Posts Tagged ‘Cowal’

The Shout

September 19, 2016

When we holidayed in Scotland we called in at Tighnabruaich each evening because I could get internet access there and could send and receive messages. Our chosen spot was by the lifeboat station which meant we were there when the lifeboat was called out. It’s an inshore type. It was darkening as dusk turned to twilight.

I was sitting in the car when I became aware that the lifeboat was being hauled out.

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It was pushed into the water on a cradle behind a special tractor.

image006Once in the water the engine was started.

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The lifeboat set off.

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As it set up its wake it nearly created the need for another rescue.

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That floating pontoon really did the rock and roll but the photographer out on it somehow managed not to fall into the briny.

We saw the boat return, rather more sedately, when we were back at our holiday home in Kames.

The next day we visited the shop at the lifeboat station and learned what had happened. A boat described as a dinghy had suffered engine failure off the island of Inchmarnock. The sailor had installed his reserve engine which didn’t start. As he was drifting and without power he called for help and was safely rescued. He had called at the lifeboat station earlier that next day and, we were told, put a good contribution in the box

How lucky we are to have volunteers willing to ride out and effect rescues

 

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Kilbride Bay

August 30, 2016

The Cowal Peninsula, where we recently spent a holiday, is a rather complex mix of land, sea and also islands. The arrow on the map below points at Kames which is where we stayed.

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At the southern end of the bit we were on there’s a bay with a big sandy beach. It is about a mile’s walk from a car park which is just about big enough for three cars so it is never going to be crowded. The walk down to the beach gives you a chance to enjoy some delightful flora and fauna and that’s what we’ll look at here.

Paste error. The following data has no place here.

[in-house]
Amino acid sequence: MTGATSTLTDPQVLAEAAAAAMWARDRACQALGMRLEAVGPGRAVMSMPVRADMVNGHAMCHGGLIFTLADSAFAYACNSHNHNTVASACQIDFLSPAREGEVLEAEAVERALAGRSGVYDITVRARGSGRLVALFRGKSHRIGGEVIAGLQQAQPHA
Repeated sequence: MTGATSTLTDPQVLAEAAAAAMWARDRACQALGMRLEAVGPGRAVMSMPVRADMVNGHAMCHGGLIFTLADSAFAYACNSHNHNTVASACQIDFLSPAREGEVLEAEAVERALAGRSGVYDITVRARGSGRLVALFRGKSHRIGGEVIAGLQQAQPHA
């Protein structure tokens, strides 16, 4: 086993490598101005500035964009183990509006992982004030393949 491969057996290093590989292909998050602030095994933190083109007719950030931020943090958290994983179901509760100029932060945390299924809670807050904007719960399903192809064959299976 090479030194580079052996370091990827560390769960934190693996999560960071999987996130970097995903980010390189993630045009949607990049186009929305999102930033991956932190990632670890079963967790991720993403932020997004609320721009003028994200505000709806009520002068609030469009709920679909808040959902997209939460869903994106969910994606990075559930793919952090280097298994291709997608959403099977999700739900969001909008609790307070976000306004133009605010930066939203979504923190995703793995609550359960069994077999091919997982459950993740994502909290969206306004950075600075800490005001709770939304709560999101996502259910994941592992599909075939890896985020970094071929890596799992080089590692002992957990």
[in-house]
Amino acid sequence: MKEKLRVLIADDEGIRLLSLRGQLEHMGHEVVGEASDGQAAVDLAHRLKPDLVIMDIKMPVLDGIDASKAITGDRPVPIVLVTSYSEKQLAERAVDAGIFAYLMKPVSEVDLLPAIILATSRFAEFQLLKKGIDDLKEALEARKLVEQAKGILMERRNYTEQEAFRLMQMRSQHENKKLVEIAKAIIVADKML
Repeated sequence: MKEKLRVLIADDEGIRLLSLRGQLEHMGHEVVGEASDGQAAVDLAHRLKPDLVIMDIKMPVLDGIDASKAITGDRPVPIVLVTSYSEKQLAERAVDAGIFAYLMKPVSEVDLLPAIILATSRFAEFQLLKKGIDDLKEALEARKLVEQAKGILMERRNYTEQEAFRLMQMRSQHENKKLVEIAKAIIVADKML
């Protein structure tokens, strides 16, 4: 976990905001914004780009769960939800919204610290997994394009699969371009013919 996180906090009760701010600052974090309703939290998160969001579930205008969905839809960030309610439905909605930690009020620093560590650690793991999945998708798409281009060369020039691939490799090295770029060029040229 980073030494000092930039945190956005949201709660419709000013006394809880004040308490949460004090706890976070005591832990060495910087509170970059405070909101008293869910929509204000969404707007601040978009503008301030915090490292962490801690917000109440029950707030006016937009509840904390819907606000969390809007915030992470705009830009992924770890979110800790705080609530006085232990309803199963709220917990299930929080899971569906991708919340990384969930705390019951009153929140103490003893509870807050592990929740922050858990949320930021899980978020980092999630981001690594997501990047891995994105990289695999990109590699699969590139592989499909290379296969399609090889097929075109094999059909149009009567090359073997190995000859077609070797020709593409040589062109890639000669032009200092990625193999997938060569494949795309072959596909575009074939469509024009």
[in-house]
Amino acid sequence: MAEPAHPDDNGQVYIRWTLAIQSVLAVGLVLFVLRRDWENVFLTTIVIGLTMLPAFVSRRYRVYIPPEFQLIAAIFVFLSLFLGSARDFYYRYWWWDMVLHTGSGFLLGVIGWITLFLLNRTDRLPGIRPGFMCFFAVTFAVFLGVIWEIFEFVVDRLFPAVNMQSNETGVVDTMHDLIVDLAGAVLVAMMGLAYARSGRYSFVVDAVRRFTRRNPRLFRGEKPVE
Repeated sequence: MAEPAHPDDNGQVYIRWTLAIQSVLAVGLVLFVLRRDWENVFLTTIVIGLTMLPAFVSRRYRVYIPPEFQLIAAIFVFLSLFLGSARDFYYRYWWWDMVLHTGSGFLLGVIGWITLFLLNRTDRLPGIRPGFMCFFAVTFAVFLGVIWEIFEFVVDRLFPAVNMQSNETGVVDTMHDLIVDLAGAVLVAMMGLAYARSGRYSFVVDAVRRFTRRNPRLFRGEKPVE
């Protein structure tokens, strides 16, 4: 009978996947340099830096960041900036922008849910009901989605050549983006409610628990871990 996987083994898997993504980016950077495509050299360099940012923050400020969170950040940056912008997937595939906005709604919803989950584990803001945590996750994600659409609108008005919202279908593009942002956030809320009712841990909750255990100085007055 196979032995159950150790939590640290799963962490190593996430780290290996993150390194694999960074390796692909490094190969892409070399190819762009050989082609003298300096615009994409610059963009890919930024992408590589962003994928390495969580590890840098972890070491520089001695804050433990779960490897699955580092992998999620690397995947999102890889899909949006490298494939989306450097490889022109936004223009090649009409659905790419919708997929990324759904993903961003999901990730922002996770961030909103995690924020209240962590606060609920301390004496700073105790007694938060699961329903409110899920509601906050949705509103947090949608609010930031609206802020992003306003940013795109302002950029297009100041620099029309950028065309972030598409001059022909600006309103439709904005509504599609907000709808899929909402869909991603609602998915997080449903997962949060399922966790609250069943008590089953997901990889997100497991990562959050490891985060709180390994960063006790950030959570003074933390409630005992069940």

We’ll start with knapweed which happens to be one of my favourite flowers.

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There is ancient and fantastic woodland to pass through.

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The bracken is wonderful too but there is a well-made path and you do not need to push your way through it.

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Foxgloves, which I also love, grow along the edge of the path.

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As you get nearer the beach area it begins to look a bit like Scottish machair scenery. The sandy soil produces other

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There are harebells amongst the ragwort and other flowers.

image014Now harebells are another of my favourites.

There is life on the huge beach, but it was a long way from me so my much zoomed in photos aren’t special.

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That’s as taken – already on an 18 times optical zoom. So below we’ll do a bit of digital zooming as well.

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Aha! It’s a ringed plover. There were quite a lot of them scattered across the beach.

Right. That’s moved us on to the fauna so now we’ll return to the woodland.

image019This was a tiny bird, making use of a bit of man-made scenery. I’m not 100% sure but I think this is a young chiffchaff by colour but its size made me think young goldcrest. Any advice would be gratefully received.